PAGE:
There is a growing number of software and devices utilizing Digital Rights/Restrictions Management, most importantly is the recent release of Microsoft Windows Vista, plagued with what I call DRM hell. I understand that they are trying to keep the interests of certain parties at state, most commonly the Entertainment Industry.
But the issue about DRM is a complicated issue and even the Bill Gates, head of one of the biggest proponents behind DRM even says so. At the moment, the issue about managing the vested interests of the Entertainment Industry and consumers hasn't been found. But many consumers are quickly accepting DRM into their life without realizing its existence.
A prime example is the various region coding that DVDs employ. Basically an original DVD purchased in Asia would not work in a French DVD player. A more recent example is the Apple iTunes Music Store and Microsoft Zune, which both employ a restrictive feature to the songs such that they could not be distributed. Though it does seem logical at first to protect the vested interests and assets of the Entertainment Industry.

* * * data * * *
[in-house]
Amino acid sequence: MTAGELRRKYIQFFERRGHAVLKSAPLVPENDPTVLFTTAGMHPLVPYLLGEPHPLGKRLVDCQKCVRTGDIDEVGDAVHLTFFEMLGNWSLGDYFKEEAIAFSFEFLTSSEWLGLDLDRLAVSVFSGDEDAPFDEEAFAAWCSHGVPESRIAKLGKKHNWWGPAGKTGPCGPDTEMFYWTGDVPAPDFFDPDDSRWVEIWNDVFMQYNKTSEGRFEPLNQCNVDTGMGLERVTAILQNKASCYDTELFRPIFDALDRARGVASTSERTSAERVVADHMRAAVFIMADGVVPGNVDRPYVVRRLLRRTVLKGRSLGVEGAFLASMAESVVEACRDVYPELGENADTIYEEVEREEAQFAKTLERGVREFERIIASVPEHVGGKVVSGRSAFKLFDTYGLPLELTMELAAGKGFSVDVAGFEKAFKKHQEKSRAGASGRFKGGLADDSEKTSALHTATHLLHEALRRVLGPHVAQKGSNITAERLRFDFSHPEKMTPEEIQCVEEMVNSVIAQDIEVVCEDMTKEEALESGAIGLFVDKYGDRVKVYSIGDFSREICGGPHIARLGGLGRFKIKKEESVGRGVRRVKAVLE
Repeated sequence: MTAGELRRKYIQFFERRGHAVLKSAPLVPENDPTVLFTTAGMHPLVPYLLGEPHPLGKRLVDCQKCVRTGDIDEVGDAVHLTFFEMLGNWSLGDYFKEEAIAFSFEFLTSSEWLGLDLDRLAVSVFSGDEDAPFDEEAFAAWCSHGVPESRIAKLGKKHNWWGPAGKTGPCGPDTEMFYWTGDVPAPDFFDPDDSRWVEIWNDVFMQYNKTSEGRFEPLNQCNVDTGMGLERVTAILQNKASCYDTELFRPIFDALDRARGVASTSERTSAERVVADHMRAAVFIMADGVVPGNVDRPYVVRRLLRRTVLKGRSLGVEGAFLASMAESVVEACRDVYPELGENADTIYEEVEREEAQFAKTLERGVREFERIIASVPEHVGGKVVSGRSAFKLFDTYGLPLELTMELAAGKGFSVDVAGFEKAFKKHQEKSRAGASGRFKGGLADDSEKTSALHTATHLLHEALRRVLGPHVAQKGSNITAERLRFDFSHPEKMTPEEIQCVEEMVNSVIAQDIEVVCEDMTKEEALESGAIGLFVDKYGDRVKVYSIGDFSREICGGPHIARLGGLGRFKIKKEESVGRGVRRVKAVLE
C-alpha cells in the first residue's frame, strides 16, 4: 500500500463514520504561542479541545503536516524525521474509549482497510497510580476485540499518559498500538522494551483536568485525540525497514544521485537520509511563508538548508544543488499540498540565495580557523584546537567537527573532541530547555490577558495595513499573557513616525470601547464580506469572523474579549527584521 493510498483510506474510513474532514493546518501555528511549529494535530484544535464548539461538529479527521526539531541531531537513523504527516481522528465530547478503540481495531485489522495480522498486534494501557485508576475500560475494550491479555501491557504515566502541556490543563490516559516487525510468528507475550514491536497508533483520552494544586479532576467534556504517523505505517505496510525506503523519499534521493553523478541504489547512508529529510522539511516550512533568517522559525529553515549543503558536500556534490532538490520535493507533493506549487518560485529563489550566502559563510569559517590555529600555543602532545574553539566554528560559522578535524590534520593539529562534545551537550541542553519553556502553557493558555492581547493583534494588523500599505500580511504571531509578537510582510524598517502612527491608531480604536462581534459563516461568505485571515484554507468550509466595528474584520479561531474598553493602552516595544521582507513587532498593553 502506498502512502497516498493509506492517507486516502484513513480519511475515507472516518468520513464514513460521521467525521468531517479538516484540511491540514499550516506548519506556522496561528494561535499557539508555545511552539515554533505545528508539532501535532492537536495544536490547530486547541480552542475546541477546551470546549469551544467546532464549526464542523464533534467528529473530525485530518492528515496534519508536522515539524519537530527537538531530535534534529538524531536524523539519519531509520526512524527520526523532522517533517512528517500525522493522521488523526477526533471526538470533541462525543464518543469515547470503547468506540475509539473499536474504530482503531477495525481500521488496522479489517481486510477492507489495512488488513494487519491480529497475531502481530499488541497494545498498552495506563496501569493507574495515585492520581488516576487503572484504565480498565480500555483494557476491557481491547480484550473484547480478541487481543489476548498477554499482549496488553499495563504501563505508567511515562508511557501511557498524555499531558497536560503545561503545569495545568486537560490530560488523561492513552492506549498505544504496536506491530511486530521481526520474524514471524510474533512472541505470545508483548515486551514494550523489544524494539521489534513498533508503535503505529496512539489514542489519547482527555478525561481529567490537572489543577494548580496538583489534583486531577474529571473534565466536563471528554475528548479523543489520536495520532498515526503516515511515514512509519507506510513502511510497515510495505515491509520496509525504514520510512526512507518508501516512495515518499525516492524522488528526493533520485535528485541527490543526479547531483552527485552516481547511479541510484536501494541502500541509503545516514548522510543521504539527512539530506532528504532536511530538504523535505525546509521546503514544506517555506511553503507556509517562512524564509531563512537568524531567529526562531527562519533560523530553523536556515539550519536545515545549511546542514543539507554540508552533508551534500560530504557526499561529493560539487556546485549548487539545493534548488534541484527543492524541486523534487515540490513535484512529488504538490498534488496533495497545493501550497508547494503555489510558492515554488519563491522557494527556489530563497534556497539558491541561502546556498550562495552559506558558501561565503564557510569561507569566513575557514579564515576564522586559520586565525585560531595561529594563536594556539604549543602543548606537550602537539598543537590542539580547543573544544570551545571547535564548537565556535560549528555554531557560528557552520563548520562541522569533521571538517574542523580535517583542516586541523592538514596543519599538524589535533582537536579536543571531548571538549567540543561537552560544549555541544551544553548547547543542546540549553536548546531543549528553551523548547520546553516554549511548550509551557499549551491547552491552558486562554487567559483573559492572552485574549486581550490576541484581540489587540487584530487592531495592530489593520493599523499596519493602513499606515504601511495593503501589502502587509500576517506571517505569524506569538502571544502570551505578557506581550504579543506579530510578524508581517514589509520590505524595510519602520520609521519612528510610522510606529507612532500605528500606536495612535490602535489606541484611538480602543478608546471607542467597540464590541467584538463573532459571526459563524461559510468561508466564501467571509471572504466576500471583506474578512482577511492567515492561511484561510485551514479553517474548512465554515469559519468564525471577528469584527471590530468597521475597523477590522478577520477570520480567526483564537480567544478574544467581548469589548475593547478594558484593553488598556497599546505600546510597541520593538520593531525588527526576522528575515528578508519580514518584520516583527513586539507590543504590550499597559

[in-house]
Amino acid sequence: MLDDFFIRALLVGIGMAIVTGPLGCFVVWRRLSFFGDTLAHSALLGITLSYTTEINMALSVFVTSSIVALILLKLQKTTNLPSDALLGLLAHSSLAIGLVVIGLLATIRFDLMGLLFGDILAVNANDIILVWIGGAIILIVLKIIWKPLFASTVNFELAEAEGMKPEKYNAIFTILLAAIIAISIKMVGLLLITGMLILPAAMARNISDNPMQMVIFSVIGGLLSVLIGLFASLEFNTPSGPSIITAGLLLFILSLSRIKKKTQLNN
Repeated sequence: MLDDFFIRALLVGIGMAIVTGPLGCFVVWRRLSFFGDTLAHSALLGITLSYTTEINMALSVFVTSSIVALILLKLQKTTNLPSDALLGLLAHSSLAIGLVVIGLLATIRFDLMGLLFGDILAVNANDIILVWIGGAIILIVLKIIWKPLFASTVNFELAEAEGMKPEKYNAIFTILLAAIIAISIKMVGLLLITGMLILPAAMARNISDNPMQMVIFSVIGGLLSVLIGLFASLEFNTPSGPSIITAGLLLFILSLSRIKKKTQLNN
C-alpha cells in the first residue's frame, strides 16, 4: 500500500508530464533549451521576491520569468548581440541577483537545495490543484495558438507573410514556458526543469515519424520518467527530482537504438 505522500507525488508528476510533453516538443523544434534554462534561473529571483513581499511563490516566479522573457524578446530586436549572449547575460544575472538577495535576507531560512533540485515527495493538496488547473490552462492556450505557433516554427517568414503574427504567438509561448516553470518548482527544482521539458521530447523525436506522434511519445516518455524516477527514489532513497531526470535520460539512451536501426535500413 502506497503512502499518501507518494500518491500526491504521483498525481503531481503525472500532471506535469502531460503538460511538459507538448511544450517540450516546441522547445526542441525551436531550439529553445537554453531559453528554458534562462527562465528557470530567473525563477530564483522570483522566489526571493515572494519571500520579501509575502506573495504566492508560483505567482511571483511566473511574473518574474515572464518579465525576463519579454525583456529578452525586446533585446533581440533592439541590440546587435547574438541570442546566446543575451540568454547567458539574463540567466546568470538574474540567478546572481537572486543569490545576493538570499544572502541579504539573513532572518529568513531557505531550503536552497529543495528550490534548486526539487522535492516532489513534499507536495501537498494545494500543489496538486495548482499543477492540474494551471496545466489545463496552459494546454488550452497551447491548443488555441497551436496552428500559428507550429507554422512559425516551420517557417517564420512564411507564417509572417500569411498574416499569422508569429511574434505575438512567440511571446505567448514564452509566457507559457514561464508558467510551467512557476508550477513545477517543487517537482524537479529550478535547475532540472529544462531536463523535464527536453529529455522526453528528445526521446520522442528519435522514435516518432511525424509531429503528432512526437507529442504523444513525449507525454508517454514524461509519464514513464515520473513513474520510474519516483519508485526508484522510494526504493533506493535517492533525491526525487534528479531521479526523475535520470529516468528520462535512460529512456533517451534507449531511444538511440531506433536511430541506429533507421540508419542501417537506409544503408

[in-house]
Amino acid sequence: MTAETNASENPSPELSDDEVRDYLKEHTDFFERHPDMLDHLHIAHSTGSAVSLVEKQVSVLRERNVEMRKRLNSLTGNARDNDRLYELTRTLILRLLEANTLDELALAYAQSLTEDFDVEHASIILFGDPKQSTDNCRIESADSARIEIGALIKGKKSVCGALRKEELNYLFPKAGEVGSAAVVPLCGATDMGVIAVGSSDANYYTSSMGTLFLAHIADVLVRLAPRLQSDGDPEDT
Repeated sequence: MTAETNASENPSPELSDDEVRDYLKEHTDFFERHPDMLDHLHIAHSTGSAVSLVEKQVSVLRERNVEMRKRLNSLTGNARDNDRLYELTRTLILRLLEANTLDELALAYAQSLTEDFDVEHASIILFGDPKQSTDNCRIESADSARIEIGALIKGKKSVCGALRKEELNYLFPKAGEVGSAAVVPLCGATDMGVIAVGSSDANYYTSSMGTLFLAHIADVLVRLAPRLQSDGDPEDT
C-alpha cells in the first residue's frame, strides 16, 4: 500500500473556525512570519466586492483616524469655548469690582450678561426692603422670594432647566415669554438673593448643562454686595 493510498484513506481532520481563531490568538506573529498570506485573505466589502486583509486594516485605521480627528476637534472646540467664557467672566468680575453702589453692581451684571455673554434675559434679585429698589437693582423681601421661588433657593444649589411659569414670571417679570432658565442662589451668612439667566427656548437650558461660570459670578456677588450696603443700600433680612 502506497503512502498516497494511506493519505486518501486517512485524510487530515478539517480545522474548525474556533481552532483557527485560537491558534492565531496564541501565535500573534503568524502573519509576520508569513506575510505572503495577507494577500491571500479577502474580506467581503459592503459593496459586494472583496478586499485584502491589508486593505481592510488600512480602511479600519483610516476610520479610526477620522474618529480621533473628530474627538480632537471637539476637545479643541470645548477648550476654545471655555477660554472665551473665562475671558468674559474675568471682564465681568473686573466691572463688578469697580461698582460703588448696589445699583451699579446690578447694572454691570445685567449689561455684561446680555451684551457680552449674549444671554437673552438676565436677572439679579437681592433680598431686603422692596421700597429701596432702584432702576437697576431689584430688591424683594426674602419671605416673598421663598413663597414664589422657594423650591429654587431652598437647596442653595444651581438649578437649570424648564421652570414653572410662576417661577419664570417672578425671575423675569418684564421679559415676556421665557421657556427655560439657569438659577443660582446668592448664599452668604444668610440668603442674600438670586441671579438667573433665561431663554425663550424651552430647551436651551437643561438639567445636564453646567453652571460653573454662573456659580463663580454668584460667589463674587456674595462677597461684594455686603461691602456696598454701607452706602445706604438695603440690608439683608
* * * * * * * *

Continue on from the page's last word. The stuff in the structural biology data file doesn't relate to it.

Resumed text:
But what happens if you want to use some of these, for simple things. Like a popular song for a multimedia homework assignment? You're simply not allowed to, and thus unable to finish your work, and explore your potential. Traditionally this was allowed under "fair use", but the Industry does not trust you anymore.
One company, that has become so ingrained into our daily life doesn't even trust you anymore. Even though you have become dependent on it so much, (legally or illegally) it simply does not trust you. It is letting a bunch of bad apples spoil the bunch.
An organization I respect, the Electronic Frontier Foundation is fighting these important issues, which are generally shoved to the side and ignored.
For starters you may want to get acquainted with the idea of Trusted Computing.
Though you may raise arguments, and throw fits, and even go down long winded conversations/debates in opposition of DRM and Trusted Computing. That isn't the only option.
The other option is the adoption of the Creative Commons Licenses, to allow others to build off your work.
Sadly, I don't think this post helped to ease the complicated issue of DRM...